A shot-in ink quantity upon printing of the maximum color density is preferably not less than 8.0 μg/mm2 but not more than 35.0 μg/mm2 per ink. If the shot-in ink quantity is not less than 8.0 μg/mm2, an area of a cloth to be printed can be substantially filled in with ink droplets, and so high color density can be achieved. On the other hand, if the shot-in ink quantity is not more than 35.0 μg/mm2, the ink is sufficiently absorbed without running, and so no bleeding occurs. The shot-in ink quantity is most preferably within a range of from 10.0 μg/mm2 to 20.0 μg/mm2.
The inks applied onto the ink-jet printing cloth in accordance with the method of the present invention in the above-described manner only adhere to the cloth in this state. Accordingly, it is preferable to subsequently subject the cloth to a process for fixing the dyes in the inks to the fibers and a process for removing unfixed dyes. Such a fixing process may be conducted in accordance with any conventionally-known method. Examples thereof include a steaming process, an HT steaming process and a thermofix process. The removal of the unfixed dyes may be performed by any washing process conventionally known.
After conducting the ink-jet printing and the post-treatment of the cloth in the above-described manner, the cloth is dried to provide a print according to the present invention.
An exemplary constitution of an ink-jet printing apparatus used in the present invention will hereinafter be roughly described. It goes without saying that the apparatus to which the present invention can be applied is not limited to the construction as described below. It is therefore possible to make any change in construction and add any structural element, which are easily conceived by those skilled in the art.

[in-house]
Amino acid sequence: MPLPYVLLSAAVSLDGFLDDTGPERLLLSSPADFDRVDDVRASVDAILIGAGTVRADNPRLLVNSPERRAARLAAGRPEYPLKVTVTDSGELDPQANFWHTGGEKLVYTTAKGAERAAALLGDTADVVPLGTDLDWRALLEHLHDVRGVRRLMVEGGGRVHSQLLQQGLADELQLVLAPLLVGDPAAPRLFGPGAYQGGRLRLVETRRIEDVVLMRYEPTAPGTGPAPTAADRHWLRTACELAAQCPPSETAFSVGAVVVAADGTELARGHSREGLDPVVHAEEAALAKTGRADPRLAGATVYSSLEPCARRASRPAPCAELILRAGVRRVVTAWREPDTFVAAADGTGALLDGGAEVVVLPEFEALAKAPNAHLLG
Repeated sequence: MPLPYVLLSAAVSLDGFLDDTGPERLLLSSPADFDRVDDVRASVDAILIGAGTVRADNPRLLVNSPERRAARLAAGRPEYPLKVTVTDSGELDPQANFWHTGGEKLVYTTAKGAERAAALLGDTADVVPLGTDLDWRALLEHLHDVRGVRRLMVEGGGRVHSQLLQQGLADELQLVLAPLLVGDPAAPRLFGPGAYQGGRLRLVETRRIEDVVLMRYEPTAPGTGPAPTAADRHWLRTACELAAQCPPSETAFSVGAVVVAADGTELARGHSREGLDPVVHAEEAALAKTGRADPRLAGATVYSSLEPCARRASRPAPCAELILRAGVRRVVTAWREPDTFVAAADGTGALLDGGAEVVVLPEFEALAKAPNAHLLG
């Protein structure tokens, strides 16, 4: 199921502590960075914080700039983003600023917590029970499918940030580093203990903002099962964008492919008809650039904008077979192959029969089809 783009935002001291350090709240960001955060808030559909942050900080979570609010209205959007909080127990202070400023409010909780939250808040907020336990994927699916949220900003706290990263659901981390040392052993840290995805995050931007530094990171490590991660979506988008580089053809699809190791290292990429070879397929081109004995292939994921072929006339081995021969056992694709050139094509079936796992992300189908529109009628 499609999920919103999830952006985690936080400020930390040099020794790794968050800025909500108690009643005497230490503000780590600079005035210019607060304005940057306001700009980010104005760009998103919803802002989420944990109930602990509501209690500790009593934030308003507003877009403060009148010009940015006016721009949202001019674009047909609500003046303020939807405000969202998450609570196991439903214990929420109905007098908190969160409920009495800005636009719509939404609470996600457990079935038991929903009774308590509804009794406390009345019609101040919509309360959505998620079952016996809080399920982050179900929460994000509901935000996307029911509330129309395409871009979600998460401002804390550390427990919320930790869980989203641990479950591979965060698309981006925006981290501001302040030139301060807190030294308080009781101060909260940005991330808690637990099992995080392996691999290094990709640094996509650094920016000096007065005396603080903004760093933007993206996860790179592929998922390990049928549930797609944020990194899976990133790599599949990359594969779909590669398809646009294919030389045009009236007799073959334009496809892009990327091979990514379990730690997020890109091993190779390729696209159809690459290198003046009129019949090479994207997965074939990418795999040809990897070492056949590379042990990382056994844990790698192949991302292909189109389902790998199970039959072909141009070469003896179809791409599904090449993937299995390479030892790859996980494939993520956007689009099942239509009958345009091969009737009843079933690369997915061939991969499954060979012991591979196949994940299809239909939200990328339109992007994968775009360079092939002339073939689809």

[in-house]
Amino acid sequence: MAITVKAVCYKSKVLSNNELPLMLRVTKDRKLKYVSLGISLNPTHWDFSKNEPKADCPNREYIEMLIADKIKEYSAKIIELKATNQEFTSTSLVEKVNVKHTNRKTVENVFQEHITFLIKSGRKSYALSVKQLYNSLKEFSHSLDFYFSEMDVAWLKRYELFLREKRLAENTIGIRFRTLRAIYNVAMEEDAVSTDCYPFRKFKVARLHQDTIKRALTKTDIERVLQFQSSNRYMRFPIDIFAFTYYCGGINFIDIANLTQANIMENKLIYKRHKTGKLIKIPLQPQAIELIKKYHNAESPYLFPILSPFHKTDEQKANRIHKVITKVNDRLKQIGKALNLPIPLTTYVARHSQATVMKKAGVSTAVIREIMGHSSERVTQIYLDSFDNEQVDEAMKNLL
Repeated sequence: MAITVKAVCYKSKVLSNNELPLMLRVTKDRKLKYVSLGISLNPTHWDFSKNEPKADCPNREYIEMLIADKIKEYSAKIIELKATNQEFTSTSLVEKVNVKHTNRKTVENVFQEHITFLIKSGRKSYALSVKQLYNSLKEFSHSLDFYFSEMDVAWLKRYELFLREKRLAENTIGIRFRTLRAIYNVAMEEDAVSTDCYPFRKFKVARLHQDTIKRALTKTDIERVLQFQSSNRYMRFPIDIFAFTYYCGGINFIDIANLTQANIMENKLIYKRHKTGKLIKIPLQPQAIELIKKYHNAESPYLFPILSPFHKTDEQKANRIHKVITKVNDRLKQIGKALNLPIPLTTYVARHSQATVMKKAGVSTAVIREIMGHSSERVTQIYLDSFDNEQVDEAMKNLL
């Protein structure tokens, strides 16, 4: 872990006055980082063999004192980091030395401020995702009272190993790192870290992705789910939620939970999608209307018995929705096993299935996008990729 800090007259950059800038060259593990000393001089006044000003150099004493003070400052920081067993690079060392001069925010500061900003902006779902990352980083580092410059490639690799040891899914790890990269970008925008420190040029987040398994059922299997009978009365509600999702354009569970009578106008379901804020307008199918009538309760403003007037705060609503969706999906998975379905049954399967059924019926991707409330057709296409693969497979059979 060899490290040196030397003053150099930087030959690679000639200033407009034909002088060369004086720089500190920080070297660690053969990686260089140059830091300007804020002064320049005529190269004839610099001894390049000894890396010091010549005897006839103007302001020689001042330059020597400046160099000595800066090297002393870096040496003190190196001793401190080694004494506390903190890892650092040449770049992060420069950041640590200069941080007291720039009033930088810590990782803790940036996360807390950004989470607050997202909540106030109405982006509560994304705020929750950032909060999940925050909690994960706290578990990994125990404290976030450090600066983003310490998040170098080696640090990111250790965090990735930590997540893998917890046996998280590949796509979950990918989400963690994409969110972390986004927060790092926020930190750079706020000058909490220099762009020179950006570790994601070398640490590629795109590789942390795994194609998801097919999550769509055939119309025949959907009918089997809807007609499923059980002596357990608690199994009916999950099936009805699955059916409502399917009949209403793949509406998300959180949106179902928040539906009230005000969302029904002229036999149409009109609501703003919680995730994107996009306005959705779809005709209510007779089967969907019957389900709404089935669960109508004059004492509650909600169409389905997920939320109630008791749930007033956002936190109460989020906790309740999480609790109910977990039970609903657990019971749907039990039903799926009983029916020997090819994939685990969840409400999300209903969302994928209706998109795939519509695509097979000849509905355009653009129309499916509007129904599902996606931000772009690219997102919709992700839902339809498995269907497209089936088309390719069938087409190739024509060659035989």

FIG. 1A is a typical sectional side elevation schematically illustrating the construction of a printing apparatus. Reference numeral 1 designates a cloth as a printing medium. The cloth 1 is unwound according to the rotation of a rewind roller 11, conveyed in a substantially horizontal direction by a conveyance section 100, which is provided at a position opposite to a printer section 1000, through intermediate rollers 13 and 15, and then wound up on a take-up roller 21 through a feed roller 17 and an intermediate roller 19.
The conveyance section 100 roughly includes conveyance rollers 110 and 120 respectively provided on the upstream and downstream sides of the printer section 1000 viewing from the feeding direction of the cloth 1, a conveyor belt 130 in the form of an endless belt, which is extended between and around these rollers, and a pair of platen rollers 140 provided so as to extend the conveyor belt 130 under an appropriate tension in a predetermined range to enhance its evenness, thereby evenly regulating the surface of the cloth 1 to be printed by the printer section 1000. In the illustrated apparatus, the conveyor belt 130 is made of a metal as disclosed in Japanese Patent Application Laid-Open No. 5-212851. As illustrated in FIG. 1B with partial enlargement, an adhesive layer (sheet) 133 is provided on its surface. The cloth 1 is adhered to the conveyor belt 130 through the adhesive layer 133 by an attaching roller 150, thereby ensuring the evenness of the cloth 1 upon printing.
To the cloth 1, conveyed in a state such that the evenness has been ensured as described above, is applied a printing agent in the region between the platen rollers 140 by the printer section 1000. The thus-printed cloth 1 is separated from the conveyor belt 130, or the adhesive layer 133 at the position of the conveyance roller 120 and wound up on the take-up roller 21. In the course of the winding, the cloth is subjected to a drying treatment by a drying heater 600. In particular, this drying heater 600 is effective when a liquid agent is used as the printing agent. The form of the drying heater 600 may be suitably selected from a heater by which hot air is blown on the cloth 1, a heater by which infrared rays are applied to the cloth 1, and the like.